**Sample size and sampling error:** As the dot plots above show, the possible sample means cluster more closely around the population mean as the sample size increases. Thus, the possible sampling error decreases as sample size increases.

What happens when the population is not small?

## Sample Means with Large Samples

An instructor of an introduction to statistics course has 200 students. The scores out of 100 points are shown in the histogram.

The population mean is \(\mu=69.77\) and the population standard deviation is \(\sigma=10.9\).

Let's demonstrate the samping distribution of the sample means using the StatKey website. The first video will demonstrate the sampling distribution of the sample mean when n = 10 for the exam scores data. The second video will show the same data but with samples of n = 30.

You should start to see some patterns. The mean of the sampling distribution is very close to the population mean. The standard deviation of the sampling distribution is smaller than the standard deviation of the population.

In the examples so far, we were given the population and sampled from that population.

What happens when we do not have the population to sample from? What happens when all that we are given is the sample? Fortunately, we can use some theory to help us. The mathematical details of the theory are beyond the scope of this course but the results are presented in this lesson.

In the next two sections, we will discuss the sampling distribution of the sample mean when the population is Normally distributed and when it is not.

# 4.1.2 - Population is Not Normal

4.1.2 - Population is Not NormalWhat happens when the sample comes from a population that is not normally distributed? This is where the Central Limit Theorem (CLT) comes in.

#### Central Limit Theorem

For a large sample size (we will explain this later), \(\bar{x}\) is approximately normally distributed, regardless of the distribution of the population one samples from. If the population has mean \(\mu\) and standard deviation \(\sigma\), then the distribution of \(\bar{x}\) has mean \(\mu\) and standard deviation \(\dfrac{\sigma}{\sqrt{n}}\).

We should stop here to break down what this theorem is saying because the Central Limit Theorem is very powerful!

The Central Limit Theorem applies to a sample mean from any distribution. We could have a left-skewed or a right-skewed distribution. As long as the sample size is large, the distribution of the sample means will follow an approximate Normal distribution.

For the purposes of this course, a sample size of \(n>30\) is considered a large sample.

For many people just learning statistics there is a "so what" thought about the CLT. Why is this important and why do I care? If you recall, when we introduced the idea of Z scores we did so with the caveat that the distribution was normal. We take the observed data, that is normally distributed, and convert the data to z scores creating a standard normal distribution. We then leveraged this distribution to find percentiles (and will in future units leverage this to find probabilities.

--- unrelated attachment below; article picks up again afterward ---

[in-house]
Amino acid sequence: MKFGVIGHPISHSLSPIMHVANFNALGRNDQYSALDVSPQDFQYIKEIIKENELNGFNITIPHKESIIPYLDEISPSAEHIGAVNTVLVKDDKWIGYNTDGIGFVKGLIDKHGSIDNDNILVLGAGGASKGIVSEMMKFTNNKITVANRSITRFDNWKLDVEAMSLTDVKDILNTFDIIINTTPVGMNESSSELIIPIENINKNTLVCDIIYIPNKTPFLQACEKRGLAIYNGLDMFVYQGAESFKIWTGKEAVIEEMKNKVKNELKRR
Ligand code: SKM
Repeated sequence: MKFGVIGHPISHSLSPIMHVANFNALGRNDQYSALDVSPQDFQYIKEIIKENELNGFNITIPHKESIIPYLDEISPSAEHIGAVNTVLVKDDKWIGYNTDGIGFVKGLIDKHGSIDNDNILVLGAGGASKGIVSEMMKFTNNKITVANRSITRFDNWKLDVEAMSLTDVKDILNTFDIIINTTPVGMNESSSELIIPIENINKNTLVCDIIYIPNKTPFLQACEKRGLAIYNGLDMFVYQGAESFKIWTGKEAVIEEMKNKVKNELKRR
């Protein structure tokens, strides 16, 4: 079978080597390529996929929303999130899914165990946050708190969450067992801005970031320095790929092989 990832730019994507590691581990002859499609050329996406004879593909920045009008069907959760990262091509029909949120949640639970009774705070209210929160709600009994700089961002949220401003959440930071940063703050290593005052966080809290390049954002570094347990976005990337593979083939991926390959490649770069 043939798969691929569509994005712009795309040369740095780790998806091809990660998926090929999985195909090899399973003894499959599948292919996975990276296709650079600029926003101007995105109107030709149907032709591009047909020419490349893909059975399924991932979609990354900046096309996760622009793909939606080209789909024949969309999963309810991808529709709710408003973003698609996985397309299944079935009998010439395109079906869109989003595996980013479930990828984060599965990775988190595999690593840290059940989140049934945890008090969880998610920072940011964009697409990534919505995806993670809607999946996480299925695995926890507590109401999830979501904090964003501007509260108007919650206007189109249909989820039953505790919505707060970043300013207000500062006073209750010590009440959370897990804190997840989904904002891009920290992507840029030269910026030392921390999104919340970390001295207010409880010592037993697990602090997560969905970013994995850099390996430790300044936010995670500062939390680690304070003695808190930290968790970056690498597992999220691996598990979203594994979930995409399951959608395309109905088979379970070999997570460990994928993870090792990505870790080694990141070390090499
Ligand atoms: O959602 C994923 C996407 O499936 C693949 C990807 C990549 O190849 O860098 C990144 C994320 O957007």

The CLT allows us to assume a distribution IS normal as long as the sample size is greater than 30 observations. With this, we can apply most of our inferential statistics without having to compensate for non-normal distributions. This will take on greater relevance as we move through the course.

## Sampling Distribution of the Sample Mean

With the Central Limit Theorem, we can finally define the sampling distribution of the sample mean.

**Sampling Distribution of the Sample Mean**

The sampling distribution of the sample mean will have:

- the same mean as the population mean, \(\mu\)
- Standard deviation [standard error] of \(\dfrac{\sigma}{\sqrt{n}}\)

It will be Normal (or approximately Normal) if either of these conditions is satisfied

- The population distribution is Normal
- The sample size is large (greater than 30).

# 4.1.1 - Population is Normal

4.1.1 - Population is NormalIf the population is normally distributed with mean \(\mu\) and standard deviation \(\sigma\), then the sampling distribution of the sample mean is also normally distributed no matter what the sample size is. When the sampling is done with replacement or if the population size is large compared to the sample size, then \(\bar{x}\) has mean \(\mu\) and standard deviation \(\dfrac{\sigma}{\sqrt{n}}\). We use the term standard error for the standard deviation of a statistic, and since sample average, \(\bar{x}\) is a statistic, standard deviation of \(\bar{x}\) is also called standard error of \(\bar{x}\). However, in some books you may find the term standard error for the estimated standard deviation of \(\bar{x}\). In this class we use the former definition, that is, standard error of \(\bar{x}\) is the same as standard deviation of \(\bar{x}\).

**Standard Deviation of \(\boldsymbol{\bar{x}}\) [Standard Error]**

\(SD(\bar{X})=SE(\bar{X})=\dfrac{\sigma}{\sqrt{n}}\)